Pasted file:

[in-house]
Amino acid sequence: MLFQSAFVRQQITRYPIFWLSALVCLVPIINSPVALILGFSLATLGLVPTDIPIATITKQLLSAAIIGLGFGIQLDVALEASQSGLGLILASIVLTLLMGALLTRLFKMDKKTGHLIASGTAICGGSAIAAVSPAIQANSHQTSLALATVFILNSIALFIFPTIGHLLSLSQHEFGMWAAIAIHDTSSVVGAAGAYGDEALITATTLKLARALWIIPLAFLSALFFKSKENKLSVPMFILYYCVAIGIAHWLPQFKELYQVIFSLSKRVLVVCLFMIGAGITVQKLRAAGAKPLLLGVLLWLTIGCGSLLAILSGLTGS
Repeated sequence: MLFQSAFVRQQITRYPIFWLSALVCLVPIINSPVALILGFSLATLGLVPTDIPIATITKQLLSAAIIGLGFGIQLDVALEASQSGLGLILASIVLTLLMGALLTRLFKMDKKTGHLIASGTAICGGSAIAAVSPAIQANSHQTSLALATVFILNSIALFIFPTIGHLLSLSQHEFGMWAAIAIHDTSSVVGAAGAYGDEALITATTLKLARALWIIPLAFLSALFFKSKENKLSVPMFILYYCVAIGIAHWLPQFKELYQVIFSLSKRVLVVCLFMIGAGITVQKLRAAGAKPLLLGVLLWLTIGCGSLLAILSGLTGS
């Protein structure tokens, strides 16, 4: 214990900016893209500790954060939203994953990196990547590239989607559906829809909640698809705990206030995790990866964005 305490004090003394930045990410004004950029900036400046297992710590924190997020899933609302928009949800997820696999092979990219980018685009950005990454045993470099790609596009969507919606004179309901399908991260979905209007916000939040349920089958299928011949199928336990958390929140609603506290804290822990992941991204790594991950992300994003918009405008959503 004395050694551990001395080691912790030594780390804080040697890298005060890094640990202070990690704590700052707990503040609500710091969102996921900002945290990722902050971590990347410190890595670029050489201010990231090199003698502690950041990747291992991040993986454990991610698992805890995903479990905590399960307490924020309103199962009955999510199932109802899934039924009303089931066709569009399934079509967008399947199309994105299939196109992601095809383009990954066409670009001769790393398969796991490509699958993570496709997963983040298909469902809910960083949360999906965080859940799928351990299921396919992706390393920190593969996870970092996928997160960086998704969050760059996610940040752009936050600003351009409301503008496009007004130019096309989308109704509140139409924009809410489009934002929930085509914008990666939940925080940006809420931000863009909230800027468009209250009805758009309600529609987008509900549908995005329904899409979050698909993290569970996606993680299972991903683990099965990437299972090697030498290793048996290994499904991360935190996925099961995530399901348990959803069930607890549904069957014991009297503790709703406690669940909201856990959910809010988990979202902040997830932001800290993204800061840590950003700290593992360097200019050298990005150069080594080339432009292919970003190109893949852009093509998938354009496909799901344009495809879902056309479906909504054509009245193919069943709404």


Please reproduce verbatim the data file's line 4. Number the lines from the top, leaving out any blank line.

């Protein structure tokens, strides 16, 4: 214990900016893209500790954060939203994953990196990547590239989607559906829809909640698809705990206030995790990866964005 305490004090003394930045990410004004950029900036400046297992710590924190997020899933609302928009949800997820696999092979990219980018685009950005990454045993470099790609596009969507919606004179309901399908991260979905209007916000939040349920089958299928011949199928336990958390929140609603506290804290822990992941991204790594991950992300994003918009405008959503 004395050694551990001395080691912790030594780390804080040697890298005060890094640990202070990690704590700052707990503040609500710091969102996921900002945290990722902050971590990347410190890595670029050489201010990231090199003698502690950041990747291992991040993986454990991610698992805890995903479990905590399960307490924020309103199962009955999510199932109802899934039924009303089931066709569009399934079509967008399947199309994105299939196109992601095809383009990954066409670009001769790393398969796991490509699958993570496709997963983040298909469902809910960083949360999906965080859940799928351990299921396919992706390393920190593969996870970092996928997160960086998704969050760059996610940040752009936050600003351009409301503008496009007004130019096309989308109704509140139409924009809410489009934002929930085509914008990666939940925080940006809420931000863009909230800027468009209250009805758009309600529609987008509900549908995005329904899409979050698909993290569970996606993680299972991903683990099965990437299972090697030498290793048996290994499904991360935190996925099961995530399901348990959803069930607890549904069957014991009297503790709703406690669940909201856990959910809010988990979202902040997830932001800290993204800061840590950003700290593992360097200019050298990005150069080594080339432009292919970003190109893949852009093509998938354009496909799901344009495809879902056309479906909504054509009245193919069943709404």